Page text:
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8 How plants defend themselves I - Copy

8 How plants defend themselves I - Copy - PP 315 590J...

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PP 315 / 590J  Lecture 8 How plants defend themselves I Objectives Visualize and understand how pathogens colonize a plant through host tissue to form recognizable  patterns. Colonization occurs by interrupting normal plant processes. Plants have developed response  mechanisms to avoid, tolerate, or resist pathogen colonization. How Pathogens Interfere with Host Development Colonization After a pathogen successfully gains entry into a susceptible host and establishes an infection site, the  pathogen may begin to grow through host tissues. This growth through host tissues is called  colonization At the macroscopic or organism level, the extent of colonization may be characterized into four general  patterns of colonization.  Patterns of Host Colonization 1) Local  - local diseases involve a limited amount of host tissue invaded around each infection site. The  best example is a typical leaf spot disease.  This may be the result of containment of the pathogen by the host and/or limited growth by the pathogen.  The ultimate size of the lesion is probably most determined by the host and by environmental factors.  2) Unrestricted  - colonization continues to spread (enlarge) as long as there remains tissue of the type  originally attacked. Examples include: root rots, soft rots, some leaf spots.  3) Extensive (blights)  - Lesion continues across tissue types. Examples include: late blight, fire blight.  4) Systemic colonization  - colonization of most or all of the plant usually via the vascular system. May or  may not involve wilting. For example, loose smut, caused by  Ustilago tritici  on wheat and  Ustilago nuda  on  barley has systemic mycelial growth, but causes no wilting. Vascular wilts caused by fungi and bacteria  are the most obvious diseases caused by pathogens that exhibit systemic colonization and wilting.  Viruses typically are systemic inside their hosts and cause systemic symptoms. (1) (2) (3) (4) These four patterns of colonization represent the visible end result of growth through host tissues.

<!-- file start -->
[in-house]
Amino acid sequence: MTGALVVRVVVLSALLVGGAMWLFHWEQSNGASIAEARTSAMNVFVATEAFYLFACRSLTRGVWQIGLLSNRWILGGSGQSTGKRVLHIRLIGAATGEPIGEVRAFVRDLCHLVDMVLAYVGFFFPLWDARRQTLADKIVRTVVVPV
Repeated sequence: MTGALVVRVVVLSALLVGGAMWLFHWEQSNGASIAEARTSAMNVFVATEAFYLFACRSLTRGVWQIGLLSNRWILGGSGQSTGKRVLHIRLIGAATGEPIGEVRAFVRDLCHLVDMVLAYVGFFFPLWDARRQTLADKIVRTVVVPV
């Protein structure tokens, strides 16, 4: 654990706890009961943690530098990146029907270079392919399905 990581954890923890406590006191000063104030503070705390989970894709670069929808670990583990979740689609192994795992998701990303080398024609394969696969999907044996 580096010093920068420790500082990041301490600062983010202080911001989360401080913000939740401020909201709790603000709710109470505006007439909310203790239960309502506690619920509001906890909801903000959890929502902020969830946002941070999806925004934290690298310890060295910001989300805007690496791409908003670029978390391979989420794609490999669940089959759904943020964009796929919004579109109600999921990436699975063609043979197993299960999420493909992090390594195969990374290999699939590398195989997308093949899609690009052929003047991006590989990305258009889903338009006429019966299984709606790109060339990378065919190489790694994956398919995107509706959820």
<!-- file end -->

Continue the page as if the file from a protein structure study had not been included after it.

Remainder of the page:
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How fungi grow through host tissues    intracellular  - growth through cells    intercellular  - growth between cells    vascular  - growth in xylem or phloem; systemic growth    subcuticular  - growth below cuticle; penetration of epidermal cells via specialized cells known as  haustoria    epiphytic  - growth outside of cuticle; penetration of epidermis via specialized cells known as haustoria Fungi that are intercellular, subcuticular, and epiphytic obtain their nutrients from their hosts via a  specialized feeding cell known as an  haustorium .
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